"Sometimes I just like to read, or watch TV, or go out with my friends, jump around. We jump around here too though." They did line dancing today, in the wellness strand of the curriculum.
So is this the notoriously liberal Summerhill School with laptops? Steiner meets cyberspace? No, this is New York after all - a town where business (and busy-ness) is everything. One of the most startling things about Q2L is its after-school programme, Mobo Studio. Here pupils can take on the roles of comic artist, fashion designer, advertiser or gaming researcher, using cutting-edge technology and working with industry professionals.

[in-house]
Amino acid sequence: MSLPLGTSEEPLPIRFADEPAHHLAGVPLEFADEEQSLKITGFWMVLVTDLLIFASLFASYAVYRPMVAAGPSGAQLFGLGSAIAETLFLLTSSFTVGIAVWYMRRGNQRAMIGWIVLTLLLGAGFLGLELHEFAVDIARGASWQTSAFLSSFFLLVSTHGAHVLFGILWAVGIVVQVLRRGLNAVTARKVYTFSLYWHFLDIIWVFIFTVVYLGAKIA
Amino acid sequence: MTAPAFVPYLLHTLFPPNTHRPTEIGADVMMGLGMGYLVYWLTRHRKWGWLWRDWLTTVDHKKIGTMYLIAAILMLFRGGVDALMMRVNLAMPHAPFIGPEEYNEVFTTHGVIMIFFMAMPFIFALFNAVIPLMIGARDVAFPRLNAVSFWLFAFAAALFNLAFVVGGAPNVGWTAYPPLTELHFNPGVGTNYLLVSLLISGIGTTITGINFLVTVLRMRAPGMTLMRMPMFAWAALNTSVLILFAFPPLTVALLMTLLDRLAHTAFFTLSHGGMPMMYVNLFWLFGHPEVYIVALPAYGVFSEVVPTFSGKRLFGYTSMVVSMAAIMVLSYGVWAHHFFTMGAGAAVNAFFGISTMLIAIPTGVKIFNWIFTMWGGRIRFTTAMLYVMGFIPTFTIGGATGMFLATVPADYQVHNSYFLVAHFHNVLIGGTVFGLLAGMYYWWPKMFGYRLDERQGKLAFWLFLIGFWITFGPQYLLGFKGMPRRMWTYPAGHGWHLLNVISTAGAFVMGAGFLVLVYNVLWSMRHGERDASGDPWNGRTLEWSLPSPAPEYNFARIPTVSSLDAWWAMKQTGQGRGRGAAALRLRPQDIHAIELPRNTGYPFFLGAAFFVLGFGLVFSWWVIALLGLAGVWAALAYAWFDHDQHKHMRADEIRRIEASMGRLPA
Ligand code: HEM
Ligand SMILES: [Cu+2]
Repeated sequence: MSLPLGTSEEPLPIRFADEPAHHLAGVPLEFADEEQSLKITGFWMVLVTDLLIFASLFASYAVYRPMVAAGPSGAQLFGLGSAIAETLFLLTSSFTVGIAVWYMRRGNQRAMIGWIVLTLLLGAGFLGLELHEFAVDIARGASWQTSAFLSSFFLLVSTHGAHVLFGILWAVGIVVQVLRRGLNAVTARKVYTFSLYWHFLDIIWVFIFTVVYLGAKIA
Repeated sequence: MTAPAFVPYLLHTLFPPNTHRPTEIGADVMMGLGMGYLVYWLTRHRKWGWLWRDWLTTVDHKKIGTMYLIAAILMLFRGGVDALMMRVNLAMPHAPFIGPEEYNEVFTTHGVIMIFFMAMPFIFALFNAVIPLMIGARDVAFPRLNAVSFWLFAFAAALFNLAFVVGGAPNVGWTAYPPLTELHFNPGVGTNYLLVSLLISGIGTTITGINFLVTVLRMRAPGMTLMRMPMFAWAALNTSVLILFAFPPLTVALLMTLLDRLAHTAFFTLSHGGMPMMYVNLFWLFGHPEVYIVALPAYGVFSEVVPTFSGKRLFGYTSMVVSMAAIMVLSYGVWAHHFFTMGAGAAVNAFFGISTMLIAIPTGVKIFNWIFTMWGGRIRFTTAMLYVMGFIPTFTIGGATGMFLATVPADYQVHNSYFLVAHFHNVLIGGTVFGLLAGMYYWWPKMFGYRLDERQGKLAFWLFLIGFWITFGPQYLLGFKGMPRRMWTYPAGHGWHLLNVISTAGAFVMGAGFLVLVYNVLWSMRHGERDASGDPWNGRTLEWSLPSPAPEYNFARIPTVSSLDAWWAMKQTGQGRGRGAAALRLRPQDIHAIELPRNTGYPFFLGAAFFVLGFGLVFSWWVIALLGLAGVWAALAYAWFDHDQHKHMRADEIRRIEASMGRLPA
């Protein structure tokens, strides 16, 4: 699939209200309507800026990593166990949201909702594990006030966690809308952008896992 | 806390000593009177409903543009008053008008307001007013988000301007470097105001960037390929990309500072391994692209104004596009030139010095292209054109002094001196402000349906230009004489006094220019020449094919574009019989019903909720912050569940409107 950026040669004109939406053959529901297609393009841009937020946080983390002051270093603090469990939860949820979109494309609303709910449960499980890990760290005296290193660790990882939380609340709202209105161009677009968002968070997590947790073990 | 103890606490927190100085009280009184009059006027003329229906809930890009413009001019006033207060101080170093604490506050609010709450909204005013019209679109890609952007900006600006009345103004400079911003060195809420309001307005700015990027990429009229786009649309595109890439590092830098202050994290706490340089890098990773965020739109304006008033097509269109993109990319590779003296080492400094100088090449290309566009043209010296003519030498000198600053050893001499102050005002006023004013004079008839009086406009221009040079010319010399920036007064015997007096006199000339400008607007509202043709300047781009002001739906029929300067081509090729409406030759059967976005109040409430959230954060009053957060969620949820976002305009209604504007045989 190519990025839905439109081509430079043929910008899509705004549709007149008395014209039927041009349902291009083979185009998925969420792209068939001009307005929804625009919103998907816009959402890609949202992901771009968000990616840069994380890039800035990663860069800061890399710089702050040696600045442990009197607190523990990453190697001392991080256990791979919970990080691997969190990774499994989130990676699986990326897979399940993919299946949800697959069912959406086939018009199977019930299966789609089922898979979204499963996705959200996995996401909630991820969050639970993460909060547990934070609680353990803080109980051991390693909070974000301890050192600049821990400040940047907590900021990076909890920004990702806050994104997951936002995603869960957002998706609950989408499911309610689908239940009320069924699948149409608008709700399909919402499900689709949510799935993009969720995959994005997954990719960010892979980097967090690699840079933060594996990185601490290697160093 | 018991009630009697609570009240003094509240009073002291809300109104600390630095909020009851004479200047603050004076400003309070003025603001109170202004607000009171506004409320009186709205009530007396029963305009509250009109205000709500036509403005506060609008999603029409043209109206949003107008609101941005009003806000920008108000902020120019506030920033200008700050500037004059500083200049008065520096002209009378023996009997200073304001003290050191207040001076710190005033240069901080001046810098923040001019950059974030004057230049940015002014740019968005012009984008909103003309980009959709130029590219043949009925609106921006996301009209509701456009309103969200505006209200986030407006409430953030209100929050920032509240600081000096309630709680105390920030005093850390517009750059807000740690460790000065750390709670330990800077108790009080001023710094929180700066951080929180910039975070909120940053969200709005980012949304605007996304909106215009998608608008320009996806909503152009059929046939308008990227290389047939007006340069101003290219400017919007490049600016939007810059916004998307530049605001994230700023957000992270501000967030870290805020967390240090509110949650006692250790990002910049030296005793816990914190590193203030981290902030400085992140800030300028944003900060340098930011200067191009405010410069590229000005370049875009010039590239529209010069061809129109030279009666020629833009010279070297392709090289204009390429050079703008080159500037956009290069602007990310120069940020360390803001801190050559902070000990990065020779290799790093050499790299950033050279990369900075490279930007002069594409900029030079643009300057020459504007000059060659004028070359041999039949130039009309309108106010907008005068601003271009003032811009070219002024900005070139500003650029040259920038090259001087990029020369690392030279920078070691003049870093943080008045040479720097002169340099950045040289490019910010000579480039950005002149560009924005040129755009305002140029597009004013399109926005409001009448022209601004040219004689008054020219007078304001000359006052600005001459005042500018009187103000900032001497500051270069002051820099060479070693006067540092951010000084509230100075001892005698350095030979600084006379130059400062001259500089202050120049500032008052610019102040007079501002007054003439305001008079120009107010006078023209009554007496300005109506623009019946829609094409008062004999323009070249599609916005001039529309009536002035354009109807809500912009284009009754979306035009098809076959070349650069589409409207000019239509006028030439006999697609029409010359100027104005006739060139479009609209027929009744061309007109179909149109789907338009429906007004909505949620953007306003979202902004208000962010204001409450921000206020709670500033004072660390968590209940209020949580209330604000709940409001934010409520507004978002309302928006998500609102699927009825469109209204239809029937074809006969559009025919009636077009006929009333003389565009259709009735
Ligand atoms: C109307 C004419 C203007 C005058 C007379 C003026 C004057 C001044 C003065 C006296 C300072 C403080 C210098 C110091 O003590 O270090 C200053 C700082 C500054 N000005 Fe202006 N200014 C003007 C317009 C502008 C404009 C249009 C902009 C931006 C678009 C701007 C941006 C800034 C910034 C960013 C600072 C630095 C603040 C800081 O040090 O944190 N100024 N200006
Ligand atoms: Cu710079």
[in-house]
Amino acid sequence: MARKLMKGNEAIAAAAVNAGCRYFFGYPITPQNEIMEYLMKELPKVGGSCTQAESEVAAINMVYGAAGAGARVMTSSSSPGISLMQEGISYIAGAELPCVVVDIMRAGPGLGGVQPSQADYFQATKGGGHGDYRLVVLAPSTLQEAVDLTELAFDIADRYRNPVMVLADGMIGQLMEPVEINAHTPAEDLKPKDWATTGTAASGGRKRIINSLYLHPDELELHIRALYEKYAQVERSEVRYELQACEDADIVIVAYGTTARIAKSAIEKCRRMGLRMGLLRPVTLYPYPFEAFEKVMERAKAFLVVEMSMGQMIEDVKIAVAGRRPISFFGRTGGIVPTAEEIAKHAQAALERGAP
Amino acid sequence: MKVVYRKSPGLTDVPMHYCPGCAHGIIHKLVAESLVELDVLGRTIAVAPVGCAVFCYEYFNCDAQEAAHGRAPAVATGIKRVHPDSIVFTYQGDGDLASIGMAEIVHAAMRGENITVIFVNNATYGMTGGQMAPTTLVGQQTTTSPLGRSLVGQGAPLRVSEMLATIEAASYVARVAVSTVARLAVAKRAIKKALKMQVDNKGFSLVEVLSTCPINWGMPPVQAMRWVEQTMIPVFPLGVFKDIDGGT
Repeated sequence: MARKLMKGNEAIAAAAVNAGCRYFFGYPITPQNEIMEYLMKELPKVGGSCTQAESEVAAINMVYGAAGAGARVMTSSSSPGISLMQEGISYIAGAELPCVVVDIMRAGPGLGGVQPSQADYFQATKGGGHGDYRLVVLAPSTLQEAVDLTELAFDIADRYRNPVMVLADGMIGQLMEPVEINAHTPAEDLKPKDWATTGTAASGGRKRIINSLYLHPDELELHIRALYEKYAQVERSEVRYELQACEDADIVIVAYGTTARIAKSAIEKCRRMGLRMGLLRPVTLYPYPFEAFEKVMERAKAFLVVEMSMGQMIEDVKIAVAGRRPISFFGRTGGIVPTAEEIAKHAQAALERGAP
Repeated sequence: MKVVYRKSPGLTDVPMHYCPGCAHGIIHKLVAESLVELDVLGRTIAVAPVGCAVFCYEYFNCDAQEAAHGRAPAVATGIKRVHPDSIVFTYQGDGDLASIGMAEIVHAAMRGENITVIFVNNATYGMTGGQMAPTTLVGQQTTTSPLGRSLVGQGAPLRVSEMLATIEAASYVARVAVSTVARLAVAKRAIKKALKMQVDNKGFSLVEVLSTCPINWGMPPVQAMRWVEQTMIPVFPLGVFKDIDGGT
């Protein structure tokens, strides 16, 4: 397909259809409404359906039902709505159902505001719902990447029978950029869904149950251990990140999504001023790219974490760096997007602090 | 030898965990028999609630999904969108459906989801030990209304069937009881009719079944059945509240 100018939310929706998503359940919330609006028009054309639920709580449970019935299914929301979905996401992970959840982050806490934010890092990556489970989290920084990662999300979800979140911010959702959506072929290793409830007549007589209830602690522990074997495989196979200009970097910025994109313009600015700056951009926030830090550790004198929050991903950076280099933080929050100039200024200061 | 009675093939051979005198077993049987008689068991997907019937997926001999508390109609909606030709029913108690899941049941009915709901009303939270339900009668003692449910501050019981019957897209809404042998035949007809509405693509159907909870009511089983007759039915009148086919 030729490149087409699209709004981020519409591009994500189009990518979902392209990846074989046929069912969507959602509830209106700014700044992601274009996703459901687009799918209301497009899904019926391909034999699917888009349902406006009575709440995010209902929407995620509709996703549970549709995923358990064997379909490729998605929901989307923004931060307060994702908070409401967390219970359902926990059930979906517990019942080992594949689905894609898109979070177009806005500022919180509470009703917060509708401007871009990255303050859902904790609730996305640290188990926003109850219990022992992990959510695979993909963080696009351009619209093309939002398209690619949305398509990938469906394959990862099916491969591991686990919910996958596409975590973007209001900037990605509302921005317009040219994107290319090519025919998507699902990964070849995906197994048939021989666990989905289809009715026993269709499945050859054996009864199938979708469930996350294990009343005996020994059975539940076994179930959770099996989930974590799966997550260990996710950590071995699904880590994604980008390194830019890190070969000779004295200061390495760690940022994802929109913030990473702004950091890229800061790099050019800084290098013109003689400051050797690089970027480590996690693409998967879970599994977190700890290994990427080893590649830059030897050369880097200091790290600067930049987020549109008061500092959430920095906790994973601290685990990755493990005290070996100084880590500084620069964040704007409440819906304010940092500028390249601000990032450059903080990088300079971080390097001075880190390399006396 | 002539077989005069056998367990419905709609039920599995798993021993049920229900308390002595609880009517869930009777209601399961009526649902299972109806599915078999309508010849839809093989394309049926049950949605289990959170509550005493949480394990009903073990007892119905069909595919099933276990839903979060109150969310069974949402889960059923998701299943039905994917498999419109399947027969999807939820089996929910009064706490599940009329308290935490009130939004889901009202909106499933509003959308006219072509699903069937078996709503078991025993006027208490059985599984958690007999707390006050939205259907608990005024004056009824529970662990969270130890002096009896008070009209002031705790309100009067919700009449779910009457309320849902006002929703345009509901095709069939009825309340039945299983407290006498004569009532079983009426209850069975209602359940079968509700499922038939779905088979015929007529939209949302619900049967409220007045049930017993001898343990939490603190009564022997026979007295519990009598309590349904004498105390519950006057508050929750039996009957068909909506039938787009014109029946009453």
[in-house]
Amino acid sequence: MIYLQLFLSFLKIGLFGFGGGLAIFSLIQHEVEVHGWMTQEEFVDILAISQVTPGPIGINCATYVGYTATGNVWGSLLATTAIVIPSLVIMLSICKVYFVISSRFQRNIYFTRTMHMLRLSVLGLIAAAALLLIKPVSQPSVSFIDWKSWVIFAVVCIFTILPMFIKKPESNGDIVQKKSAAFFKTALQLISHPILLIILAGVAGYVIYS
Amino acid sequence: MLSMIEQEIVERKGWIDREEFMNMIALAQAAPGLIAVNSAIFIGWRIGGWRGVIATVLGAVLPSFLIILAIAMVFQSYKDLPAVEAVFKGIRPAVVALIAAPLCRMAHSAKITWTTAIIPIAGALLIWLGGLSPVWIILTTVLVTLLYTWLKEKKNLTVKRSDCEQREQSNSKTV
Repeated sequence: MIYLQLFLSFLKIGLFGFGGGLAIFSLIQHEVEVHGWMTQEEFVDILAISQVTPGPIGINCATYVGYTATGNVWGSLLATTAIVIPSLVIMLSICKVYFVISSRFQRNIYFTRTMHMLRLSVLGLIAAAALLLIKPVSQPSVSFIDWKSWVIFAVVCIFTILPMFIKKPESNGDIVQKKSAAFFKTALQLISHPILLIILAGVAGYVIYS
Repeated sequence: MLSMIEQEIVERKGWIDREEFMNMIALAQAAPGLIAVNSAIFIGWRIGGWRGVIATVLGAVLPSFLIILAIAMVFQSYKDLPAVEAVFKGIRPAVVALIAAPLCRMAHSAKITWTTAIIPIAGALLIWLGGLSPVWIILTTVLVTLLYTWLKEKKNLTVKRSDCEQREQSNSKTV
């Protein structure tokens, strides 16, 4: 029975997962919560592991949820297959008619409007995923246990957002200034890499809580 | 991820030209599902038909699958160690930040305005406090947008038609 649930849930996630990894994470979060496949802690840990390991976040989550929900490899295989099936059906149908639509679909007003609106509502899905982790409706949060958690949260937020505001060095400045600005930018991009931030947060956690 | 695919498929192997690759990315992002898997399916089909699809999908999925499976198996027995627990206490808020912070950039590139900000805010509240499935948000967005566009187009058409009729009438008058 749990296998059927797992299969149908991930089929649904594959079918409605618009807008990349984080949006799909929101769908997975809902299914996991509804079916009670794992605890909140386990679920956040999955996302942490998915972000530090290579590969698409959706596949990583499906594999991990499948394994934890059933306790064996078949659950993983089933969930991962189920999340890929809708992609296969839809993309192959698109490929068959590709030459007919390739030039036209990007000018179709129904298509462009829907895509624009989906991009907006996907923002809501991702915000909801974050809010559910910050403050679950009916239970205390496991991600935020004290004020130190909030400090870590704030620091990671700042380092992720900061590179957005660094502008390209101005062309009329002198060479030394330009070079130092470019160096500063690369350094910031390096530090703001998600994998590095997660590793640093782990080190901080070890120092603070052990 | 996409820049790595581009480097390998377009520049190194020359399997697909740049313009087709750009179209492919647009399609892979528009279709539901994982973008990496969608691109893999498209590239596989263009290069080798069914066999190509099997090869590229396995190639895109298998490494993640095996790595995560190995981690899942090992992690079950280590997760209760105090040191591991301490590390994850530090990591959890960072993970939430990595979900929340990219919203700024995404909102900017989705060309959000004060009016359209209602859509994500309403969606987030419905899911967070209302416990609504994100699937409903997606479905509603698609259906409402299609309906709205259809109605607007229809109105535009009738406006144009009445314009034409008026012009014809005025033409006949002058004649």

The school's blog currently shows pupils cavorting around with interactive cyber-clothing which they have just designed. Another after-school club - the alarmingly titled Sweat Equity Design Challenge - asks: "Remember the last time you got excited about a video game before it was released? Is it because you saw a cool poster or heard about it from a friend? Now it's your turn to generate the buzz!" Collages, rounders and cake-making this isn't: New York parents clearly expect more focus from their children when they pick them up at 5.30pm.
The headteachers and founders are anxious to convey that what the school is doing is anything but trivial. Elisa Aragon, Q2L's executive director (their term for principal or headteacher) began her teaching career in the city helping homeless young mothers to gain basic skills so they could get back into mainstream schooling. Now she works with parents who are professors, designers and creatives, but she still seems driven by that early ethos.